Italy expects to settle Google tax dispute this week
Internet giant is accused of avoiding tax by booking income through Irish-based unit
File photograph of Google’s Dublin office. The company is accused of booking income earned in high tax European markets through its Irish unit. (Photograph: Cyril Byrne)
Italy expects to settle a tax dispute with Google’s parent company, Alphabet, this week. Alphabet is accused of avoiding taxes by booking income earned in high-tax European markets through a unit based in Ireland, which charges a lower rate of tax.
According to two sources close to the matter, the company seeks to end hostilities with tax authorities across Europe.
It has already settled with Britain but remains in dispute with Italy, France and Spain.
Italy’s tax authority and Google are close to agreeing that the firm pays a settlement of between €280 million and €300 million, the sources said.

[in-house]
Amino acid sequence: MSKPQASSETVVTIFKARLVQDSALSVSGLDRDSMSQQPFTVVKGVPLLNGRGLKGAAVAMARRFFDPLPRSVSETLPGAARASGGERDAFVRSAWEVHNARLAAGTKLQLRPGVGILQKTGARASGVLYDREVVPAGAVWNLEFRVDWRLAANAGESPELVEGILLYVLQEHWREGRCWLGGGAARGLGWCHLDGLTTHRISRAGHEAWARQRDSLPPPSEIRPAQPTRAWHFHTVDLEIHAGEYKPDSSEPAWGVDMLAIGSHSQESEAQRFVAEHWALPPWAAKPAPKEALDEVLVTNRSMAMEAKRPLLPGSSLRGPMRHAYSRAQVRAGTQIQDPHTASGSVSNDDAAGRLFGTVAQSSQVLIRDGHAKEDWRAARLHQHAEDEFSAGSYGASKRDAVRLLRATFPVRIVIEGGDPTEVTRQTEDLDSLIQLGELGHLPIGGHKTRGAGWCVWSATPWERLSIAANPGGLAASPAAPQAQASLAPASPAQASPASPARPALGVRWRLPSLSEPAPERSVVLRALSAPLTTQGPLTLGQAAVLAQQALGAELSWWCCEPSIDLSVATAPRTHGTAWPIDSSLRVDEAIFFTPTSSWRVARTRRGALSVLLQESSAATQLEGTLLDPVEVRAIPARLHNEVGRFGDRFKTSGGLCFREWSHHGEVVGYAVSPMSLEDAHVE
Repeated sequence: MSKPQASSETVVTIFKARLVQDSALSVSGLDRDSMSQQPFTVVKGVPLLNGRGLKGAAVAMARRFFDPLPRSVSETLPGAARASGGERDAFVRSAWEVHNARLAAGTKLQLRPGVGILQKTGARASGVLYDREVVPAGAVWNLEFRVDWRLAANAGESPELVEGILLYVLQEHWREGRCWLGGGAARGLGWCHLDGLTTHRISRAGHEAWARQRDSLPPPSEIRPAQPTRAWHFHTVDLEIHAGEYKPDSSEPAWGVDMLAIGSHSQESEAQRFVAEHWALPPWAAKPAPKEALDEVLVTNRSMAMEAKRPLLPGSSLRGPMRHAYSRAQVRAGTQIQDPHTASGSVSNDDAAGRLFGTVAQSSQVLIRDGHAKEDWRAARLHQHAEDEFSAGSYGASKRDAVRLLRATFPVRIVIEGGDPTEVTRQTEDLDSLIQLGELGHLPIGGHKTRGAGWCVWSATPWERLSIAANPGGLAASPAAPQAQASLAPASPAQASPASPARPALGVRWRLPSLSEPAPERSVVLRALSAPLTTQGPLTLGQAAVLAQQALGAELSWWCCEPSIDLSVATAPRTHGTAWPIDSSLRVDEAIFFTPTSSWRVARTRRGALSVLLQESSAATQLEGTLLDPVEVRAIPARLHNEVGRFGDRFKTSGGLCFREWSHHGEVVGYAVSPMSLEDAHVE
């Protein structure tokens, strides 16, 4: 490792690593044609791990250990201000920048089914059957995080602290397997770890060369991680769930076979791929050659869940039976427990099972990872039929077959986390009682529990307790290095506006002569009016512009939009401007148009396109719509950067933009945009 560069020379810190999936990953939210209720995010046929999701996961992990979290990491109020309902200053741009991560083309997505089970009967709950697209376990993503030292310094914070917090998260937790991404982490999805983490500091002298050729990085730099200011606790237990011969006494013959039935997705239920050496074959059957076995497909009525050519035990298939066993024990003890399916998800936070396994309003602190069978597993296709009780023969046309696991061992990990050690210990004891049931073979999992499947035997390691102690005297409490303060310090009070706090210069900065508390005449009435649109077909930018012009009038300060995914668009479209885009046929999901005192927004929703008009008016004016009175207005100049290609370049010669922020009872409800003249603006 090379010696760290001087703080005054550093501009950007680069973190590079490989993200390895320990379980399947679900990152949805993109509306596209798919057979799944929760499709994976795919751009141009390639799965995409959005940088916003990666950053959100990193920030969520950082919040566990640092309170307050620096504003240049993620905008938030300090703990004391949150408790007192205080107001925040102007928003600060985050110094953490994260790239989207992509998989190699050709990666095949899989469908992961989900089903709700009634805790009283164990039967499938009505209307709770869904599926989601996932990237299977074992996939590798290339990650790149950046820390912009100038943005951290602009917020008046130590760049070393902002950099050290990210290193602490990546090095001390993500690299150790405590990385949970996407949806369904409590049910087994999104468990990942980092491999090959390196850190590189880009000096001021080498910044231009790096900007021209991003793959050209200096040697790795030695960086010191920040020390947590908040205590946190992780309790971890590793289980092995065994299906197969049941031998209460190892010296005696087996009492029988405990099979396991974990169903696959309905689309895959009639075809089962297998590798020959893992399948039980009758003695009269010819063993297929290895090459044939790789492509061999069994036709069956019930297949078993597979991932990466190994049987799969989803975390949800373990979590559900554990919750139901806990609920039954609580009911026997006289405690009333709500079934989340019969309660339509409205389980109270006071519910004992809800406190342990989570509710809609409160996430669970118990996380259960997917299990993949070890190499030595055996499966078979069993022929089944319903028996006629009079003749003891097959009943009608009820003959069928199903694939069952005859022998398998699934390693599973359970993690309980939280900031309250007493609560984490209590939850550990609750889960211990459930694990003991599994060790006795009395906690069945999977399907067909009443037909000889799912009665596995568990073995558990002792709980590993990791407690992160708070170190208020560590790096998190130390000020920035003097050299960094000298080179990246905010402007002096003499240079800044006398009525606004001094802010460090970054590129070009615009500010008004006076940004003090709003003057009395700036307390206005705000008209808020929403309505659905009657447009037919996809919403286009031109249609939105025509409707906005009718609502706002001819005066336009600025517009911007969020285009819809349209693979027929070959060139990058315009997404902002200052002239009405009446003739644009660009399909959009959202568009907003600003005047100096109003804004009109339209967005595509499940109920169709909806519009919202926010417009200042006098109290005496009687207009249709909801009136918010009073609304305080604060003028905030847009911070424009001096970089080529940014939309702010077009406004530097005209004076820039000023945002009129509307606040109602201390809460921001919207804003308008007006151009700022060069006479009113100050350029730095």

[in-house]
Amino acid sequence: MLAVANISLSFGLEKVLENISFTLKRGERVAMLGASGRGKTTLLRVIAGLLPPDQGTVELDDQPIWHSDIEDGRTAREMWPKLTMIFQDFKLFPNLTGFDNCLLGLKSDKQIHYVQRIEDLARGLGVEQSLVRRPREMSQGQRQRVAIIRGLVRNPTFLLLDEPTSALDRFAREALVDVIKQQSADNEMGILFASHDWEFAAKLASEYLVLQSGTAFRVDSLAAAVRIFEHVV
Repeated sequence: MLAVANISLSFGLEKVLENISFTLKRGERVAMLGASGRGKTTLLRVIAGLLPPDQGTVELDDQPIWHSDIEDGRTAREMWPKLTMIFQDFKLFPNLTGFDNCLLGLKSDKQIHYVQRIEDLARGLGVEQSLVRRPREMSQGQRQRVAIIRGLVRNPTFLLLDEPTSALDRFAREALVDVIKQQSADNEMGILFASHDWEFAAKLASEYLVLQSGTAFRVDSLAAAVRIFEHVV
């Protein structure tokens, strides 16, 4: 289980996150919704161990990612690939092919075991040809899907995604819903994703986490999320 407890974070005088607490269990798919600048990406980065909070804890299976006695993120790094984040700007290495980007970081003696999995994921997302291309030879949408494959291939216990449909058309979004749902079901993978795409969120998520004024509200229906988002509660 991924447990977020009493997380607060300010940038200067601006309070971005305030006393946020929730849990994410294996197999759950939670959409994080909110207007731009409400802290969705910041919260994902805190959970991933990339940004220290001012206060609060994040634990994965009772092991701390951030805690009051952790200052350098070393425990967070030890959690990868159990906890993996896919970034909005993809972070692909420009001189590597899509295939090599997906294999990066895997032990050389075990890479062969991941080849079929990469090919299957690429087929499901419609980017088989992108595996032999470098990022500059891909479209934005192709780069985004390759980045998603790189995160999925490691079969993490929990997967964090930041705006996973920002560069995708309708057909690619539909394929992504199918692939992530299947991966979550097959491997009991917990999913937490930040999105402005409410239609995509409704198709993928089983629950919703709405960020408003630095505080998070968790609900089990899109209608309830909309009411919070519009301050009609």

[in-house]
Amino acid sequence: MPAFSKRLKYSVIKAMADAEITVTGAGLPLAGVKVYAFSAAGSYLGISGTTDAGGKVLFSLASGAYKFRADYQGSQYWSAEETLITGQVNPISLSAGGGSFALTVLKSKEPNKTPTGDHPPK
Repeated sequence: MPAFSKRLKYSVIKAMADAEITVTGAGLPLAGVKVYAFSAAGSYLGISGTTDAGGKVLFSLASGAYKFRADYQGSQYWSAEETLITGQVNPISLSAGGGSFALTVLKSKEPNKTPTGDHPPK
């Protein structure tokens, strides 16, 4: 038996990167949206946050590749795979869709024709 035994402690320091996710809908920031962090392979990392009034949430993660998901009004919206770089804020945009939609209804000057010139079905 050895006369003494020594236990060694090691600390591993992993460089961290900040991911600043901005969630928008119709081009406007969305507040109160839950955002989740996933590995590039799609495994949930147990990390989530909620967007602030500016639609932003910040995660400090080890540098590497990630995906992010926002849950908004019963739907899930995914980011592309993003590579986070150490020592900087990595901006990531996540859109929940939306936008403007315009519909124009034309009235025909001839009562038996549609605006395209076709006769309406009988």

The deal would also include a change to Google’s tax practices to ensure it pays tax on Italian-sourced income, the sources added.
Tax police alleged Google had not paid tax on about €1 billion of Italian revenue between 2009 and 2013.
The US company has said in the past that it complied with tax rules in every country in which it worked.
“Google continues to work co-operatively with the Italian tax authorities,” a Google spokeswoman said on Wednesday, when asked about a possible settlement in the coming days.
Last year, Italian tax police said Google should have paid taxes totalling €227 million between 2009 and 2013, including tax on the €1 billion of undeclared Italian revenue and tax on royalties received.
The sources said the agreement with Rome would also cover the period since 2013 and would give details on how the US giant should book its revenues in Italy for tax purposes.
On Wednesday the head of the Italian tax authority, Rossella Orlandi, told Italian newspaper La Repubblica a deal with Google was “very close”. – (Reuters)